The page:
Google Timelapse – the interactive map that lets you explore how the planet has changed over the last 33 years – just got its biggest overhaul yet.

Timelapse was first released in 2013 and this update adds four more years of satellite imagery, petabytes of new data and sharper photos than in any previous version. Users can now explore Antartica’s shifting glaciers, Bangkok’s sprawling urban growth and the rapidly drying Aral Sea.

Using its Earth Engine, Google combined more than 5 million satellite images, that’s about 4 petabytes (4 million gigabytes) of data, to create 33 images of the entire globe. Fresh high-resolution images from the Landsat 8 and Sentinel-2 satellites were used to create sharper and more detailed timelapses than ever before. Nasa’s Landsat 8 and 9 satellites capture around 1,200 images of the Earth’s surface every day, making up about 1 terabyte of data.

Google then turned those 33 huge 3.95 terapixel images of the globe into 25,000,000 multi-resolution video files. Carnegie Mellon CREATE Lab’s Time Machine library was then used to make those videos clickable and zoomable to turn the still images into a timelapse version of Google Earth.

The best GIFs from the new Google Timelapse

Zwenkau in Leipzig, Germany sits between the White Elster and Pleiße rivers in Leipzig Bay. It seems to morph and move in this timelapse.

There are three Palm Islands off Dubai’s coastline: the Palm Jumeirah, Palm Jebel Ali and Palm Deira. Each island is designed in the shape of a palm tree, with a crescent formed around each archipelago.

The Toshka Lakes are newly formed lakes in the Sahara Desert and are a by-product of the rising levels of Lake Nasser.

The Aral Sea has been drying out since the 1960s due to Soviet irrigation programmes. By 2007 it had been reduced to just 10 per cent of its original volume.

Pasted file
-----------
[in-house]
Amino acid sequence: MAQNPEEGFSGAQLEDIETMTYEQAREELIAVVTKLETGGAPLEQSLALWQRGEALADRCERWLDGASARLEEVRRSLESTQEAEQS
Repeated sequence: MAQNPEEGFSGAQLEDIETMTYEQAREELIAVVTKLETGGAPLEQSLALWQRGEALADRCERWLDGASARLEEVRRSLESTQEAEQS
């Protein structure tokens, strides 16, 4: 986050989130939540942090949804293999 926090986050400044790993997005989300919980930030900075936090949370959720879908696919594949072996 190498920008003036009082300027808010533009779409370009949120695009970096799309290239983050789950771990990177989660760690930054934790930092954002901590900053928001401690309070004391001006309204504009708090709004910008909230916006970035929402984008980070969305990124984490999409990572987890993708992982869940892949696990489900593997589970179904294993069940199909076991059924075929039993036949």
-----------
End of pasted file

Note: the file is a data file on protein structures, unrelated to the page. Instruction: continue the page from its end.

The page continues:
Brasilia, Brazil’s capital city, was founded in 1960. By 2011 its population had reached more than 2.5 million.

New Cairo, a city to the southeast of Cairo was founded in 2010 to relieve the huge population strain on the Eygptian capital.

Pine Island glacier is the fastest retreating glacier in the Antarctic. In 2015 a 225 square mile chunk of the glacier detached after a 20-year-old rift deep within the glacial ice finally made its way to the surface.

The population of Valencia, on the southeastern coast of Spain, exploded in the wake of Spain’s transition to a democracy in the latter half of the 1970s.

This Tibetan lake may be getting bigger because of increased rainfall, or because glaciers in the nearby Himalayas are starting to melt.

The course of the Tambopata River in southeastern Peru is constantly changing over time as smaller streams become absorbed into the main body of water.

Solar Star, the 597 megawatt plant in Los Angeles, California was completed in 2015 and is the world’s largest solar power plant.

The eastern span of the San Francisco-Oakland Bay Bridge was replaced between 2002 and 2013 after suffering damage in the 1989 Loma Prieta earthquake.

Originally built in 1914, the Panama Canal underwent a recent expansion between 2007 and 2016 that doubled the capacity of the artificial waterway.

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